Presented by Cinémathèque Québécoise

When Tomorrow Dies

Directed by Larry Kent

Canadian Trailblazer Award: Larry Kent - World Premiere of Canadian International Pictures’ New 4K Restoration


Official selection

Toronto International Film Festival 1984


Larry Kent


Robert Harlow, Larry Kent


Douglas Campbell, Nikki Cole, Neil Dainard, Patricia Gage, Francesca Long, Des Smiley, Patricia Wilson


Canadian International Pictures

Canada 1965 88 mins OV English
Genre Drama

“Though bleak in tone, Kent’s ground-breaking film is uncommonly perceptive concerning the contradictory condition facing the independent woman in a sexist society”
– “Front & Centre”, Festival of Festivals, 9th International Film Festival, Toronto

“He (Kent) is considered in some quarters to be a genius, and in others to be merely a maker of smutty movies”
– Jack Moore, VANCOUVER PROVINCE, 1966

With his third feature, Larry Kent paradoxically both left and returned to UBC. For the first time, Kent had the budget to make a “professional” film. The result? He brought in cinematographer Douglas McKay, and professional theatre actors Patricia Gage and Douglas Campbell. At the same time, the script came from Robert Harlow, a professor in Creative Writing at UBC, and the film itself featured the campus of UBC. Turning away from “youth stories” also made sense for Kent, who was raising his own family while meeting the burdens of directing.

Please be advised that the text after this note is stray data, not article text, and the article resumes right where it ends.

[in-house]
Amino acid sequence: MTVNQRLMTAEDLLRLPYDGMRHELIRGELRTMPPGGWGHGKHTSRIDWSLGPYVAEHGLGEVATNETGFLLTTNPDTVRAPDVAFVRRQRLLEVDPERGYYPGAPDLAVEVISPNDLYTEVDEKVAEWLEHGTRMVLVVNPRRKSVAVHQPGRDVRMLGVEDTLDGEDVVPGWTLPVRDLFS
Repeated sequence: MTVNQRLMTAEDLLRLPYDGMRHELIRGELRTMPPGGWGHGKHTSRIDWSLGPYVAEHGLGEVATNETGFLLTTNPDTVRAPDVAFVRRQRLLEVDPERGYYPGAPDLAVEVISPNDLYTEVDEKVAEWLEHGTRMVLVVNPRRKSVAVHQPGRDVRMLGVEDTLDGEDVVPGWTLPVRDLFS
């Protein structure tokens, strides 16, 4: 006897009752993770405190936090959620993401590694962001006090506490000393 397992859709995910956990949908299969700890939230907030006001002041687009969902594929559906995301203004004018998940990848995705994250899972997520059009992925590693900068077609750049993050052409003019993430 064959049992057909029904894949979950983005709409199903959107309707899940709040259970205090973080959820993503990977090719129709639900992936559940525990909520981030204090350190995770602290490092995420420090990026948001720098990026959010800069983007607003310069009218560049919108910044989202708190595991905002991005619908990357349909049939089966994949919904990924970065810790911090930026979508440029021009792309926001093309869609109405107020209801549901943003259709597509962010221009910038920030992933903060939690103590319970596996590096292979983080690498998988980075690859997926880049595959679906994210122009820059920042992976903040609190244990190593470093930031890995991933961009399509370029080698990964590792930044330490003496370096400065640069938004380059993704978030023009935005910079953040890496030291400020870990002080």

For Wynn (Gage), the freedom of the 1960s bypasses her. Married young, with two children, her days are filled with the chores of domesticity. The additional burden of a sickly father further places Wynn in dismal circumstances. The bright spot of Wynn’s existence comes in the form of a chance to reinvigorate her university studies (at UBC!), where she finds some sympatico with her English professor, Trevelyan. The clash of personal enrichment and desire verses familial duty inevitably brings Wynn’s life to a crisis point. Working with McKay brings a new visual style to Kent’s cinema, and the director takes liberties to develop visual flourishes, while maintaining his ever-watchful eye on Wynn’s claustrophobic existence.

Looking back, we can see Kent as a feminist ally, illustrating an era when hypocrisies of “free love” and “liberation” crash against implacable barriers of patriarchal expectation. The choice for “freedom,” so often presented for youthful characters, isn’t an easy option for a person with family and responsibilities. Wynn is the counterpart to THE BITTER ASH’s Laurie, who though she may be in a different economic milieu, nevertheless exists in the same oppression of being a “housewife.” – David Douglas